A major problem in the statistical analysis is making inferences about individuals from the groups of which those individuals are part. In Britain, naive analyses of the recent election and referendum results may make this kind of error.

Net, not individual, movements

In a Twitter post shared over a thousand times, a user stated:

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Voters do not stay in blocs. (Image: John Ross/Twitter)
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This is an illustrative example. (Image: ggplot2)
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Looking at net changes gives the wrong impression. (Image: ggplot2)
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The central estimate of Conservative seats was 348 seats. (Source: YouGov/UCL)
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Labour lost slightly more voters to the Conservatives than the Liberal Democrats. (Image: YouGov)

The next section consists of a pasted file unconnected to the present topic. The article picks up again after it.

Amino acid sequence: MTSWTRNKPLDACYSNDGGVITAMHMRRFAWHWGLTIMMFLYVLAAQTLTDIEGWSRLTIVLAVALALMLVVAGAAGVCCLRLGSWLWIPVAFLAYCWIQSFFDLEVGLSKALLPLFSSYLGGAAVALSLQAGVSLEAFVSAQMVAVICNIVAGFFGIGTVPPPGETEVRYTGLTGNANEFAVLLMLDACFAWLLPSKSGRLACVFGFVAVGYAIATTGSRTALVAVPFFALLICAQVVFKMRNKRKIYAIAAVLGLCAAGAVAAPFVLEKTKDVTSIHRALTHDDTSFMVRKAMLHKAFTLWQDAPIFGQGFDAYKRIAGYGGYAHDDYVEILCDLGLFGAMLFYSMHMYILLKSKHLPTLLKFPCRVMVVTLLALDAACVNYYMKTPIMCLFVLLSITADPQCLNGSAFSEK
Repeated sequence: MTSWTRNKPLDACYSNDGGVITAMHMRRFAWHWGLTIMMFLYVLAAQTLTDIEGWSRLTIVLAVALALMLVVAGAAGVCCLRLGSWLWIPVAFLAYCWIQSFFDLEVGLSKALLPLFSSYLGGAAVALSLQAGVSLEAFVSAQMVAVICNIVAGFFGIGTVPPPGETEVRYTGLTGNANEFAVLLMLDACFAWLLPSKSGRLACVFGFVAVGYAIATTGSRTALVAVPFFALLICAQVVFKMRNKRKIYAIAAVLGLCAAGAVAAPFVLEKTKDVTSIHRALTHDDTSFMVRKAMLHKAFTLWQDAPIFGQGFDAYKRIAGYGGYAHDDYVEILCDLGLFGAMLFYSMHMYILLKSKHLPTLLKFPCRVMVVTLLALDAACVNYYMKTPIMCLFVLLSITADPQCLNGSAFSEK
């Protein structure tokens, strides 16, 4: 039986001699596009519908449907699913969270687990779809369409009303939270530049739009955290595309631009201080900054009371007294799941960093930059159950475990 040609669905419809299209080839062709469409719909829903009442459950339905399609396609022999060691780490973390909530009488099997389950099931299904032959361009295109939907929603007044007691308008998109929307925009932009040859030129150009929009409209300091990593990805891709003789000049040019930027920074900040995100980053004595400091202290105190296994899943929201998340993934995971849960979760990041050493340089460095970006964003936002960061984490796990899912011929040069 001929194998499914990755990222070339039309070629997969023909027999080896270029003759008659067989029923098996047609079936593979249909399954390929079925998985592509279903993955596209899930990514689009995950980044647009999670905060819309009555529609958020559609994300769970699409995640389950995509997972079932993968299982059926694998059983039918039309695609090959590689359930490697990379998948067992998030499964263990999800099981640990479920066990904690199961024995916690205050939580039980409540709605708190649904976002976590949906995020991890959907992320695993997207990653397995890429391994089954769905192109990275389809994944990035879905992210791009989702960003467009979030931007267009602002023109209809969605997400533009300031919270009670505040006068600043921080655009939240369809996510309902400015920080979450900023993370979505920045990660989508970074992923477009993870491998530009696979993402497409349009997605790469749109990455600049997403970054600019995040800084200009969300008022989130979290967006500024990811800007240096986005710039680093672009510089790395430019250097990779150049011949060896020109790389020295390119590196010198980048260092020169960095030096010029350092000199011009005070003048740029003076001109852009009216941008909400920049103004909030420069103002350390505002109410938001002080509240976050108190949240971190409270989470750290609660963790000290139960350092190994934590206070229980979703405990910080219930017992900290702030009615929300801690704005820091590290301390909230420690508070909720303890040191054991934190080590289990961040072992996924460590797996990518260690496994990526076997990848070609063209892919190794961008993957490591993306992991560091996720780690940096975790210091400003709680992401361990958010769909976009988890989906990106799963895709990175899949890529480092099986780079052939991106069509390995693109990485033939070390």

Labour Leave

Another example of the ecological fallacy at work in British politics is the belief that most Labour voters (in the 2017 General Election) backed Leave in the 2016 EU referendum.

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The dilemma was often misunderstood. (Image: Prof John Curtice/UK in a Changing Europe)

Not everything is a fallacy

It is important to remember that constituency-level associations can provide indications of individual movements.

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Social grade is based on what types of jobs people do. (Image: Financial Times/Twitter)

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This blog looks at the use of statistics in Britain and beyond. It is written by RSS Statistical Ambassador and Chartered Statistician @anthonybmasters.

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